but there are better ways to live according to a Universal concept.

This JW thing is sure grim, the chosen ones and all of this shit...
"I have a reservation!" shouted Madge, and she was right to mock.
And Skipper was in his 3rd Soul then, so of course he got the joke.
"Even in reverse, just like Wolfgang in the movie!".

Those were the times when
we could crack a laugh at God,
yet still believe in Him.
Then they come and tell you
you have to pick a side.


I think SKipper had a Pascal's Wager going on: Prince doesn't fear death (just like you,
hey just like me, but of course it's not exactly true, not for me, nor for you).
Yet between the two outcomes of the bet, guess which one Skipper picks.
A classic with great talents, since they don't understand themselves
where their talents come from (Mozart finding an answer in the Freemasons,
Jimmy Page with Aleister Crow, Richards, Pop or Reed not getting one with heroin).
If you're a positive person you're going with the positive option,
it's not rocket science. Works if you're feeling south, too.


You being harsh or unfriendly or anything never crossed my mind,
this is what actually happened:


He died alone.


Trust me, believing in God doesn't mean
you don't wanna kick The Olded Bearded Ass
back up to Kingdom Come for the terrible things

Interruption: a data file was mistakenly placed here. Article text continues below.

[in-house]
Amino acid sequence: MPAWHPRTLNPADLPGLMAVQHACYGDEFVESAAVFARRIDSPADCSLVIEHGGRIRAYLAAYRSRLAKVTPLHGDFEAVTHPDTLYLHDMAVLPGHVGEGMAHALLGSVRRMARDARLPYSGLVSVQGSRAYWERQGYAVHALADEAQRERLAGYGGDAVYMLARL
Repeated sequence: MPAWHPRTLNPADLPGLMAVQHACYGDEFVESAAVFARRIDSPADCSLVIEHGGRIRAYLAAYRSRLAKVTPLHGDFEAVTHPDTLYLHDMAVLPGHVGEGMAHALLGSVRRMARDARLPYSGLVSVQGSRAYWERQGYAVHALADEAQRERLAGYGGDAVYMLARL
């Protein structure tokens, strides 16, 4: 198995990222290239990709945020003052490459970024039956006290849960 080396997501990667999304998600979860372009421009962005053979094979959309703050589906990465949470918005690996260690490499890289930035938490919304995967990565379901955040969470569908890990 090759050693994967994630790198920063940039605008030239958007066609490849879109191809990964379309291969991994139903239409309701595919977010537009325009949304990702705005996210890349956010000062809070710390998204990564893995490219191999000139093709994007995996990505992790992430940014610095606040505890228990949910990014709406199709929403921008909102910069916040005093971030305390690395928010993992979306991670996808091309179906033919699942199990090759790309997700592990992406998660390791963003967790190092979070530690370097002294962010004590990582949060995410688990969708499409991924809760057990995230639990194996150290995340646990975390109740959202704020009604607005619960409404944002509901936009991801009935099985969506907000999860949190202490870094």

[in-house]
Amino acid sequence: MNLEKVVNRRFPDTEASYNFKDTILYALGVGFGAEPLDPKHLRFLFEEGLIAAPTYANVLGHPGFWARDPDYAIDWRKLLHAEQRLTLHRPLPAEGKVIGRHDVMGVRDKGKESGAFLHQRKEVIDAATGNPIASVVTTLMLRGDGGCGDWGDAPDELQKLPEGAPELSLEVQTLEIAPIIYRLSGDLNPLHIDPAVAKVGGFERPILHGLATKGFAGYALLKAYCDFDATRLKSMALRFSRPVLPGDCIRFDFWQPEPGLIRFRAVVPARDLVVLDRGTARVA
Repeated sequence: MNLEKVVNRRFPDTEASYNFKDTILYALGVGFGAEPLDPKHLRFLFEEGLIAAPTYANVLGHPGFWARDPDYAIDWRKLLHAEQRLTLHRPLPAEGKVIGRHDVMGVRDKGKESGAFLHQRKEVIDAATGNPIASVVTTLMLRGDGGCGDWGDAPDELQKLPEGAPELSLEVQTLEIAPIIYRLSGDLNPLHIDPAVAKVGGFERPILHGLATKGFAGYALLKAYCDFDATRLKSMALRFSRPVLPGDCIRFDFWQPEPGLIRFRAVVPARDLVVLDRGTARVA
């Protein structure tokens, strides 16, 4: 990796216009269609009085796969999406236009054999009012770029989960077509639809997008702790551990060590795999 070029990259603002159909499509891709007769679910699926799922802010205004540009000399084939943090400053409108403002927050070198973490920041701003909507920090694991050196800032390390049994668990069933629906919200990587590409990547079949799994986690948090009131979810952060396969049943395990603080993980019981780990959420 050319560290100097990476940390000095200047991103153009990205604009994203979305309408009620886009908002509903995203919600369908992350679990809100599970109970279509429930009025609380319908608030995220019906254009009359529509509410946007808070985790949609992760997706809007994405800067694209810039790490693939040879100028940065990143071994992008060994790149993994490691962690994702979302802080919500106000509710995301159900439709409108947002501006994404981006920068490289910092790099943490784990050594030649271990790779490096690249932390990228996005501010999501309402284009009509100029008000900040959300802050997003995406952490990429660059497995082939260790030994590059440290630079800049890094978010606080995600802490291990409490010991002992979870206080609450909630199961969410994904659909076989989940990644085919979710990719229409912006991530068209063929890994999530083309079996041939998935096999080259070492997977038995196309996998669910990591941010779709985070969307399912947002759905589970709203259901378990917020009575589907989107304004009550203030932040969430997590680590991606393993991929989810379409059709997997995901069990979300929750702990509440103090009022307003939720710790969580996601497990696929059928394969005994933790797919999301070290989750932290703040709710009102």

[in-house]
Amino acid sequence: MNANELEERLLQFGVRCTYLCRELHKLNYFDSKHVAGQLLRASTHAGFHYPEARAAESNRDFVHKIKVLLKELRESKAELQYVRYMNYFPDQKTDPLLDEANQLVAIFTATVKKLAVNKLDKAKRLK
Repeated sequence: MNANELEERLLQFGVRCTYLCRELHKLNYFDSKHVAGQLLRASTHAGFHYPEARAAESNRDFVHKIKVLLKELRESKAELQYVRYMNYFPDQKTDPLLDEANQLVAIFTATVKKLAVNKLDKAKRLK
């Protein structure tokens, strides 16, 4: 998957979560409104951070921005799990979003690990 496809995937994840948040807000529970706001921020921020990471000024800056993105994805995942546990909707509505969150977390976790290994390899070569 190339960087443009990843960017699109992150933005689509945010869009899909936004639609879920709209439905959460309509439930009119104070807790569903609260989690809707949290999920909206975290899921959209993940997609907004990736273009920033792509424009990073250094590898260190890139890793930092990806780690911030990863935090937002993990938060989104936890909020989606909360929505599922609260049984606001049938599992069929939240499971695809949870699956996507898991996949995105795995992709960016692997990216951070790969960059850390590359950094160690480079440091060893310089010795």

He sometimes let happen.

Prince's death is no more important than any unfair death.
But if you feel close to the deceased,
what's already unfair acquires the taste of
pain, anger, deep sadness and God knows what else.

I don't think believing in God saves you from the pain,
the anger, the deep sadness, the blasphemy, all seven and God knows what else.

It's about something else.
And according to the story, it's also about somewhere else,
which would explain why it can sometimes suck so much
feeling like you're stuck "down" here.


(as if there was such a thing as a "up" or a "down".
Considering the universal scale of it all...
Shit goes deep when you start to really dig your own Inner Black Hole — easy Doggies, that's a figure of speech.


If a compass points the north, it points to the south.
Someone said "hey, it makes us look like we're on top of them all!"
at some point.


"Up" and "Down", "North" and "South", "Left", "At the Right of the Father",
let's not derail into how White Supremacy has distorted
cosmic religious imagery through the ages to their benefit now.)


[Edited 1/8/21 12:57pm]


Never change, you crazy fucker lol
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Reply #45 posted 01/11/21 9:16pm

Margot

Prince had several 'close-to-death' experiences that we know of.

He talked to Judith about his last one, (Moline)

and it did not appear to be

particularly upsetting other than he had to work very hard to get back into

his body. I think he was also quite comfortable with drugs and how they can provide comfort.